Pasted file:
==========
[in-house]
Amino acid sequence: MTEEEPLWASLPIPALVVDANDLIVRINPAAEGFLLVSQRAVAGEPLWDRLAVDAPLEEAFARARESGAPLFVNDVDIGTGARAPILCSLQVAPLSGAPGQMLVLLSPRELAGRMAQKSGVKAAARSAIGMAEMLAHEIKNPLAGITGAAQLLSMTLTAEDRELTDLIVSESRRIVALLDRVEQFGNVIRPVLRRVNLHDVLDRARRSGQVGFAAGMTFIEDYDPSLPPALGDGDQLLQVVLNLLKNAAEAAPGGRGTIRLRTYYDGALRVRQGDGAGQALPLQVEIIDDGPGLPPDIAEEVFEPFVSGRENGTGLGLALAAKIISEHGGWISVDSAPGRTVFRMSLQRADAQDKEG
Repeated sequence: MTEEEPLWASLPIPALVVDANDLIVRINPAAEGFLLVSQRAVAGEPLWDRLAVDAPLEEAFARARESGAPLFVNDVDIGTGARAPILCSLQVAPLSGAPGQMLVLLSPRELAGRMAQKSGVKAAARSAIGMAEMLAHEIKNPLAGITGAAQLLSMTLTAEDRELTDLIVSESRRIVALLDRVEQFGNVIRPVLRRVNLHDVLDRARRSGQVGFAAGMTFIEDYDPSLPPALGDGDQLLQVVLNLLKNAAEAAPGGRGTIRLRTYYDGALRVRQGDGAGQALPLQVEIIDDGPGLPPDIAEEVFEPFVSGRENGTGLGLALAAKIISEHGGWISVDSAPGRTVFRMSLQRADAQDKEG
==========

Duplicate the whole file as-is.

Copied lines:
[in-house]
Amino acid sequence: MTEEEPLWASLPIPALVVDANDLIVRINPAAEGFLLVSQRAVAGEPLWDRLAVDAPLEEAFARARESGAPLFVNDVDIGTGARAPILCSLQVAPLSGAPGQMLVLLSPRELAGRMAQKSGVKAAARSAIGMAEMLAHEIKNPLAGITGAAQLLSMTLTAEDRELTDLIVSESRRIVALLDRVEQFGNVIRPVLRRVNLHDVLDRARRSGQVGFAAGMTFIEDYDPSLPPALGDGDQLLQVVLNLLKNAAEAAPGGRGTIRLRTYYDGALRVRQGDGAGQALPLQVEIIDDGPGLPPDIAEEVFEPFVSGRENGTGLGLALAAKIISEHGGWISVDSAPGRTVFRMSLQRADAQDKEG
Repeated sequence: MTEEEPLWASLPIPALVVDANDLIVRINPAAEGFLLVSQRAVAGEPLWDRLAVDAPLEEAFARARESGAPLFVNDVDIGTGARAPILCSLQVAPLSGAPGQMLVLLSPRELAGRMAQKSGVKAAARSAIGMAEMLAHEIKNPLAGITGAAQLLSMTLTAEDRELTDLIVSESRRIVALLDRVEQFGNVIRPVLRRVNLHDVLDRARRSGQVGFAAGMTFIEDYDPSLPPALGDGDQLLQVVLNLLKNAAEAAPGGRGTIRLRTYYDGALRVRQGDGAGQALPLQVEIIDDGPGLPPDIAEEVFEPFVSGRENGTGLGLALAAKIISEHGGWISVDSAPGRTVFRMSLQRADAQDKEG